The Phoenix VR Self-Confidence Therapy Trial

  • Research type

    Research Study

  • Full title

    The Phoenix VR Self-Confidence Therapy Trial: A Case Series and a Randomised Controlled Trial of Automated VR Therapy to Improve the Self-Confidence of Young People Diagnosed with Psychosis



  • Contact name

    Daniel Freeman

  • Contact email

  • Sponsor organisation

    University of Oxford RGEA - Karen Melham

  • ISRCTN Number


  • Duration of Study in the UK

    1 years, 6 months, 1 days

  • Research summary

    The clinical issue: The confidence of young people diagnosed with psychosis is often low. A sense of defeat and failure is common. Withdrawal from many aspects of everyday life often occurs. For recovery, it is crucial to arrest as soon as possible this downward spiral in which a lack of confidence leads to withdrawal, which brings further feelings of defeat and fewer opportunities for positive experiences. There are psychological techniques that can improve self-confidence. However, very few patients ever receive such psychological therapy due to a shortage of therapists.

    Intervention: Virtual reality (VR) offers an exceptionally promising route out of this impasse. VR enables users to repeatedly experience therapeutically beneficial simulations, with the learning transferring to the real world. VR treatment can be made compelling and entertaining. Automating treatment by inclusion of a virtual coach removes reliance on the availability of therapists. With young people with lived experience, we have developed an automated VR therapy to improve self-confidence (Phoenix). The treatment is based on established cognitive behavioural therapy (CBT) and positive psychology techniques. Phoenix builds on our team’s successful development and testing of two other automated VR therapies for patients with psychosis: gameChange and THRIVE.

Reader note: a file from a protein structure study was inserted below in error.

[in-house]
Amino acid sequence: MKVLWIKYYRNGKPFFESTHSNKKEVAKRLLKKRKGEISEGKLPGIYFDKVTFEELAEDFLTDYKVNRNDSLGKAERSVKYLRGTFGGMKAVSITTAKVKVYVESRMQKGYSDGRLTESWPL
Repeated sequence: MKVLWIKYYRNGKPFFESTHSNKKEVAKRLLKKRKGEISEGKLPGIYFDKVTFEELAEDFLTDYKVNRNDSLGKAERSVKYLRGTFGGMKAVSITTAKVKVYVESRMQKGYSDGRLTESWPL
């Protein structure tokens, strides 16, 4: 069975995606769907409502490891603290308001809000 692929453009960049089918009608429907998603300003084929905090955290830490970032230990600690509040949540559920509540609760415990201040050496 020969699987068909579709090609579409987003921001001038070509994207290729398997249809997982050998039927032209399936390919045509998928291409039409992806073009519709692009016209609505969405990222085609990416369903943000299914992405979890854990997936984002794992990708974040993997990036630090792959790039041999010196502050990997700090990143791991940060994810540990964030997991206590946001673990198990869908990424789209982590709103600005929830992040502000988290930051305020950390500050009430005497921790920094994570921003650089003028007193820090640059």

Evaluation: We predict that Phoenix will obtain high ease of use ratings, up-take, and patient satisfaction. This will be tested in an initial case series with 12 patients with a non-affective psychosis diagnosis, aged 16-26 years old, and with low self-confidence. The potential clinical treatment effects on self-confidence will also be evaluated. We predict that Phoenix will produce large improvements in self-confidence. This will be tested in a randomised controlled trial with 80 patients. People will be allocated at random to receive Phoenix or not. Usual care will continue. Everyone’s progress will be assessed at 0 (baseline), 6 (end of treatment), and 12 weeks (follow-up).

  • REC name

    London - Harrow Research Ethics Committee

  • REC reference


  • Date of REC Opinion

    4 May 2022

  • REC opinion

    Further Information Favourable Opinion